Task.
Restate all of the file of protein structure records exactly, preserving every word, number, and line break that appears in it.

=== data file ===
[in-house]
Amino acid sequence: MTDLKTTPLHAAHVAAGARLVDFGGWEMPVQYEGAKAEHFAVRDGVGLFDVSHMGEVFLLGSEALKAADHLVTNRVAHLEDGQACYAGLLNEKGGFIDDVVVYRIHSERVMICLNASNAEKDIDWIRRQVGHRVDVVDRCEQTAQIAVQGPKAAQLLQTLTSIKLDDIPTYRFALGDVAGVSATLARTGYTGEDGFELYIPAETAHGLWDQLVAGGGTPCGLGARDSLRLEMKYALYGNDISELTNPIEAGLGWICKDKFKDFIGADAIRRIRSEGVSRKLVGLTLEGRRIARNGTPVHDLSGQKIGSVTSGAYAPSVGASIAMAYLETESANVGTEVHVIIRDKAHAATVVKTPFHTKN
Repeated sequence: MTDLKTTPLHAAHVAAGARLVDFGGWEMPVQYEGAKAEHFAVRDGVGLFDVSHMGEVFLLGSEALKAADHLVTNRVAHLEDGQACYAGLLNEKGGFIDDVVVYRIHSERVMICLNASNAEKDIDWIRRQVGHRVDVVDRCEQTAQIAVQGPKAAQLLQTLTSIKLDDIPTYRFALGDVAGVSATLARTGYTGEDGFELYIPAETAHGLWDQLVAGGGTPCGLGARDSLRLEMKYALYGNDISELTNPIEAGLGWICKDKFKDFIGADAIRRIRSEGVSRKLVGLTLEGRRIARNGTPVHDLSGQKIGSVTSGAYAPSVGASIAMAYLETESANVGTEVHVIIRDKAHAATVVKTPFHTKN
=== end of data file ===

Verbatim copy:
[in-house]
Amino acid sequence: MTDLKTTPLHAAHVAAGARLVDFGGWEMPVQYEGAKAEHFAVRDGVGLFDVSHMGEVFLLGSEALKAADHLVTNRVAHLEDGQACYAGLLNEKGGFIDDVVVYRIHSERVMICLNASNAEKDIDWIRRQVGHRVDVVDRCEQTAQIAVQGPKAAQLLQTLTSIKLDDIPTYRFALGDVAGVSATLARTGYTGEDGFELYIPAETAHGLWDQLVAGGGTPCGLGARDSLRLEMKYALYGNDISELTNPIEAGLGWICKDKFKDFIGADAIRRIRSEGVSRKLVGLTLEGRRIARNGTPVHDLSGQKIGSVTSGAYAPSVGASIAMAYLETESANVGTEVHVIIRDKAHAATVVKTPFHTKN
Repeated sequence: MTDLKTTPLHAAHVAAGARLVDFGGWEMPVQYEGAKAEHFAVRDGVGLFDVSHMGEVFLLGSEALKAADHLVTNRVAHLEDGQACYAGLLNEKGGFIDDVVVYRIHSERVMICLNASNAEKDIDWIRRQVGHRVDVVDRCEQTAQIAVQGPKAAQLLQTLTSIKLDDIPTYRFALGDVAGVSATLARTGYTGEDGFELYIPAETAHGLWDQLVAGGGTPCGLGARDSLRLEMKYALYGNDISELTNPIEAGLGWICKDKFKDFIGADAIRRIRSEGVSRKLVGLTLEGRRIARNGTPVHDLSGQKIGSVTSGAYAPSVGASIAMAYLETESANVGTEVHVIIRDKAHAATVVKTPFHTKN